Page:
Attractions to explore nearby Snake Pass
Snake Pass is a mountain pass at an elevation of 510m above sea level, located between Manchester and Sheffield in Northern England. The pass is traversed by the A57 road. Snake Pass has a poor accident record compared with roads in the UK generally, although more favorable compared with other roads in the area. It is regularly closed in winter because of snow and has seen several longer-term closures owing to subsidence following heavy rain.
Longdendale Trail is a beautiful trail that takes you along the route of the old Great Central Manchester Sheffield Railway. It is a very picturesque valley with its five reservoirs surrounded by high moorland. The Trail, which opened in May 1992, forms part of the longer Trans Pennine Trail, NCR 62, that runs from coast to coast across the UK.
Bleaklow is a high, largely peat-covered, gritstone moorland, just north of Kinder Scout, across the Snake Pass, in the Derbyshire High Peak near the town of Glossop. It is one of three summits on this plateau above 2,000 feet, the others being Bleaklow Stones, some 1.9 miles to the east along an indefinite ridge, and Higher Shelf Stones. One of the nice trekking destinations and also you can spend some good times here.
Torside Reservoir is the largest man-made lake in Longdendale in north Derbyshire. It was constructed by John Frederick Bateman between April 1849 and July 1864 as part of the Longdendale chain to supply water from the River Etherow to the urban areas of Greater Manchester.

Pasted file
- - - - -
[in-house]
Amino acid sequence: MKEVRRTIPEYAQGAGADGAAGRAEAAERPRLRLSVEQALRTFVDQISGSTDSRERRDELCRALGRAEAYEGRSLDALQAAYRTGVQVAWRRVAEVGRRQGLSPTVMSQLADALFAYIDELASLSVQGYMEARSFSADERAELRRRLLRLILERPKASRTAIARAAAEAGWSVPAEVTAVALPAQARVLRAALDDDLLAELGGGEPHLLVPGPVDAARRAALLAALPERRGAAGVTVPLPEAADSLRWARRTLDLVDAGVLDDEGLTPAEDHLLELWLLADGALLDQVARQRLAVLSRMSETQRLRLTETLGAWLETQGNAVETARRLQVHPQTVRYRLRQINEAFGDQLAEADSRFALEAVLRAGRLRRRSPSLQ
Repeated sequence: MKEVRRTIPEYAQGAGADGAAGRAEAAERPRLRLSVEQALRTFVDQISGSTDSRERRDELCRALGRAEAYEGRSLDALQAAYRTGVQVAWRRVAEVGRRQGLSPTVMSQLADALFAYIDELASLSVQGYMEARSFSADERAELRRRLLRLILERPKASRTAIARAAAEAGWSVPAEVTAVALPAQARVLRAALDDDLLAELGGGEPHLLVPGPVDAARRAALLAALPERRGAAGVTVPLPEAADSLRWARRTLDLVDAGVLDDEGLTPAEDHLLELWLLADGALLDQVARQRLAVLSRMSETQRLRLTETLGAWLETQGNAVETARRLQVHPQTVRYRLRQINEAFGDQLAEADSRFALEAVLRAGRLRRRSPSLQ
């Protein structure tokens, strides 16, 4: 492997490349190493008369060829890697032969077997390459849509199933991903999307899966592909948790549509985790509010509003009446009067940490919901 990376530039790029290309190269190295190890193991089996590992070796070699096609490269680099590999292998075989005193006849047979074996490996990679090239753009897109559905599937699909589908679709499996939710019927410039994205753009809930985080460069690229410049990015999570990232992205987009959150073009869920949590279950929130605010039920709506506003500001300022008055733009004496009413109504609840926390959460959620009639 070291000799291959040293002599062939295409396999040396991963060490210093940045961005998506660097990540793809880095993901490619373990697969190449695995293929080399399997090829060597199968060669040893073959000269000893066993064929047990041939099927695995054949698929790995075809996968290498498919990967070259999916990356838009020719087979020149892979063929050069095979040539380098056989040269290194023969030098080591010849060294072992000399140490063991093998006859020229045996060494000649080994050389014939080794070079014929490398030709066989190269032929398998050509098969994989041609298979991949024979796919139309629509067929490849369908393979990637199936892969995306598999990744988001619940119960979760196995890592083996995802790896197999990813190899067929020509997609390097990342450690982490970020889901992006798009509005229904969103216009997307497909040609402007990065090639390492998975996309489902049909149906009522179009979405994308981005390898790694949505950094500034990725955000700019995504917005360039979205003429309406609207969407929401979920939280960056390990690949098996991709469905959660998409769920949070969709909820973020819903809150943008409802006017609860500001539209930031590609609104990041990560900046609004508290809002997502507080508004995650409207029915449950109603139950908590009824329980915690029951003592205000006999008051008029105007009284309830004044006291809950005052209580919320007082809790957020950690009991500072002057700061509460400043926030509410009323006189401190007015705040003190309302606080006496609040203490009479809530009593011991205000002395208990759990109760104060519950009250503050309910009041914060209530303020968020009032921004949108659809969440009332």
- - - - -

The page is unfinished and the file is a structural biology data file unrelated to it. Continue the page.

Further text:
Kinder Scout is a high windswept upland gritstone plateau, most of which stands at around 600 metres above sea level. The highest point is Crowden Head, which at 631 meters is also the highest point in the Peak District. It offers some of the most challenging but rewarding walks in the Peak District, where you’ll encounter gentle streams, dark gritstone, steep rocks to scramble up, unique peat, and the glorious Kinder Downfall.
Jacob's Ladder is a bridleway between Kinder Scout plateau and the hamlet of Upper Booth in the Vale of Edale, in the Derbyshire Peak District of England. In the 18th century, Jacob Marshall farmed the land at Edale Head, at the top of what became known as Jacob's Ladder. He cut steps into this steep section of the route up to the Kinder plateau. Jacob's Ladder is also a biblical term referring to the ladder to heaven which Jacob dreamt about.
Etherow Country Park lies at the heart of the Etherow/Goyt Valley and was one of Britain's first country parks. It's one of the most widely visited parks in Stockport. Its 240 acres of greenspace offers a wide variety of plants and wildlife. The River Etherow flows through the park which is the source for the lakes and was originally used as a reservoir to power the water wheel; which in turn provided motorized power for the cotton mill.